The Hillsboro City Council conducted business very efficiently Tuesday evening, Sept. 25, as the 17 point agenda item took only 21 minutes. All commissioners were present for the opening Pledge of Allegiance, and all motions, beginning with appointing Bev McCoy clerk pro tem and ending with approving trick or treat hours within city limits (they'll be from 6 until 9 p.m. on Tuesday, Oct. 30, and Wednesday, Oct. 31 – at homes with porch lights on only), were approved without dissent.
Other Halloween business involved the annual Halloween Parade, this year sponsored by the Rotary Club, north on Main Street on Friday night, Oct. 26, beginning at 5 p.m. and even earlier festivities, the annual Haunted Forest provided by the campers in Sherwood Forest (the city–owned campgrounds by the old lake) on Oct. 12 and Oct. 13.
The resignation of Pat Brink from the Historic Preservation Committee was accepted (the Brinks are moving to Edwardsville), and Anne Huber was appointed to replace her.
Commissioner Chris Sherer apologized for remarks attributed to him regarding possible poor parenting at the last council meeting. "I didn't have anyone in particular in mind when I discussed the situation at the Lincoln Plaza. A small element of young adults are ruining what would be a good thing for the rest of our youth. We're not asking too much – pick up your Subway wrapper; throw them in the trash cans we've provided, don't paint swastikas on Mr. Lincoln. Simple things – we're not trying to run kids out of downtown to other areas; our objective is to help them make better decisions. We know it's not just a Hillsboro problem; something for kids to do in small towns is a problem all over America." He mentioned some citations had to be issued last Thursday after property was defaced on the plaza.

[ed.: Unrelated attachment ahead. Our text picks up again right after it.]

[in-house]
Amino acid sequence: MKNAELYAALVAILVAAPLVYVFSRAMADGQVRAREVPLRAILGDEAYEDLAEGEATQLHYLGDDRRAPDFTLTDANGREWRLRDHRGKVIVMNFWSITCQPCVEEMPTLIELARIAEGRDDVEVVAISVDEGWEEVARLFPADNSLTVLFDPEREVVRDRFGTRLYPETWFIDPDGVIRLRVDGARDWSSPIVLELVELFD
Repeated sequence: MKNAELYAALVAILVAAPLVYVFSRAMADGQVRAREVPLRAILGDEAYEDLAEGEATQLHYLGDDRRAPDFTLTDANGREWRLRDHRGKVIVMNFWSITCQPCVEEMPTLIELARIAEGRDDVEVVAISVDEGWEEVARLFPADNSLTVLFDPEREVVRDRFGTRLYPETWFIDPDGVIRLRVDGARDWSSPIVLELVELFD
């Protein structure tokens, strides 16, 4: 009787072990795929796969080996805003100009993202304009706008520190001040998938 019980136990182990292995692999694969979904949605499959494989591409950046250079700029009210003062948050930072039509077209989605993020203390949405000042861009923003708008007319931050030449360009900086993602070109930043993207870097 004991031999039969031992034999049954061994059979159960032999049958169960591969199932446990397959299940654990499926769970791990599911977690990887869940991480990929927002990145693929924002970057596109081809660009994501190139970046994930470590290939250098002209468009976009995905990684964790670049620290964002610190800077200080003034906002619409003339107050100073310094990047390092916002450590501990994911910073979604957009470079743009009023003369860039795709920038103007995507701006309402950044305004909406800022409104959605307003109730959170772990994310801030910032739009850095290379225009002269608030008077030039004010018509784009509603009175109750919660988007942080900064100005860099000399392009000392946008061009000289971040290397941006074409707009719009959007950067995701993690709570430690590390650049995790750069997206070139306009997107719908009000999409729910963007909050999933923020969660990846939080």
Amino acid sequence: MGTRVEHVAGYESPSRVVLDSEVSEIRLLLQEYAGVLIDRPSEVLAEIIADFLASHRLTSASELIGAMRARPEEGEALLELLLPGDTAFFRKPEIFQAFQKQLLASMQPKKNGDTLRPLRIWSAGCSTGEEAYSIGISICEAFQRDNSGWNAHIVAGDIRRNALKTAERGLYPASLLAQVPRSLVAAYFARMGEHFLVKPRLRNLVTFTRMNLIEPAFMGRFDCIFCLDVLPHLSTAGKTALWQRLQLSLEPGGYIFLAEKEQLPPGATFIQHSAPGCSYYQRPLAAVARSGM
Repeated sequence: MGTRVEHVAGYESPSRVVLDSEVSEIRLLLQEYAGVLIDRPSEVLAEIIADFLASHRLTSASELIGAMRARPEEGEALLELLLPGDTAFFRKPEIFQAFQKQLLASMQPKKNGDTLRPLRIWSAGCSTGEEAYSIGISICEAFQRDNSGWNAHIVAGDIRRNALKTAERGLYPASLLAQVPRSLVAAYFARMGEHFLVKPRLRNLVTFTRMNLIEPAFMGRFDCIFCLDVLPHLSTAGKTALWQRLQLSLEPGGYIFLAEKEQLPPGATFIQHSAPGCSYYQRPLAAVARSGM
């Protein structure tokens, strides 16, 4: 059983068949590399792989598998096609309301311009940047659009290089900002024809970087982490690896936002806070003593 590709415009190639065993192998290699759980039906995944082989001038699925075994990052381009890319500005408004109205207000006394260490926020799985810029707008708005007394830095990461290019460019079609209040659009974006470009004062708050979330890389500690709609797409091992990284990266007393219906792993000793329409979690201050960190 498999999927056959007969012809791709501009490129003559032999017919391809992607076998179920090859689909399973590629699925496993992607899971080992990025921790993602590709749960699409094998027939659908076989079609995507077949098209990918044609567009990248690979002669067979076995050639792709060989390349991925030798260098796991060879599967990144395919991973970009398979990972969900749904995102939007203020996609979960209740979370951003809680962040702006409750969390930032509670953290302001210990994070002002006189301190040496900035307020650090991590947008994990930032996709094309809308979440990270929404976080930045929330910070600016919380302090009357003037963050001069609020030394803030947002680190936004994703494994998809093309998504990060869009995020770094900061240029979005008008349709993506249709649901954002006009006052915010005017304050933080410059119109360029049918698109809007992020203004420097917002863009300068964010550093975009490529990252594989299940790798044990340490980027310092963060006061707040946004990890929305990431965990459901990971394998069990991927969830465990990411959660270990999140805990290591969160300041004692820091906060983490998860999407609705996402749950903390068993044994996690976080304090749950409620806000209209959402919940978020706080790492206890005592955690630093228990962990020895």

Old Settlers President Kathy Dagon spoke during the public comment section, thanking the mayor, the councilmen, the police, and the auxiliary police for their help in this year's successful August event. "We're going to be on the streets again next year," she announced.
She also thanked the police for their quick response to the plaza troubles; she was especially grateful for their efforts in cleaning the statue before the paint could do permanent damage.
Finance Commissioner Richard Small said the budget seems on target; a few line items are close to going over, but nothing is extreme.
Streets and Public Works Commissioner Bruce Holcomb reported a truck needs new tires, and he deflected praise given him last week for applying for help purchasing variable drive pumps at the waste water plant to Superintendent Brett Reynolds. "He's done all the leg work; he deserves the credit," the commissioner said.
Property Commissioner Paul Smith, in addition to introducing the news of the Haunted Forest, asked about the possibility of installing electrical meters at the campground.
Mayor John Downs said that was a possibility. The Mayor expressed satisfaction with the streetsweeper's performance, and he reported the old water tower on Major Hill is " - - down and gone."
John Gibb addressed the council on behalf of the residents on West Summer Street who experience dirty, bad quality water in their area. Mayor Downs said he'd just been made aware of their plight and feels it's because the water main in that area is dead-ended. It needs to be in a loop to ensure better movement.
The Mayor said, "We'll address that problem for you. We'll run a line under South Main Street and connect to the main on the east side. We can't do it tomorrow, but it'll be in the plans."
The next meeting is scheduled for Tuesday, Oct. 9, at 7 p.m. in city hall. The public is welcome to attend.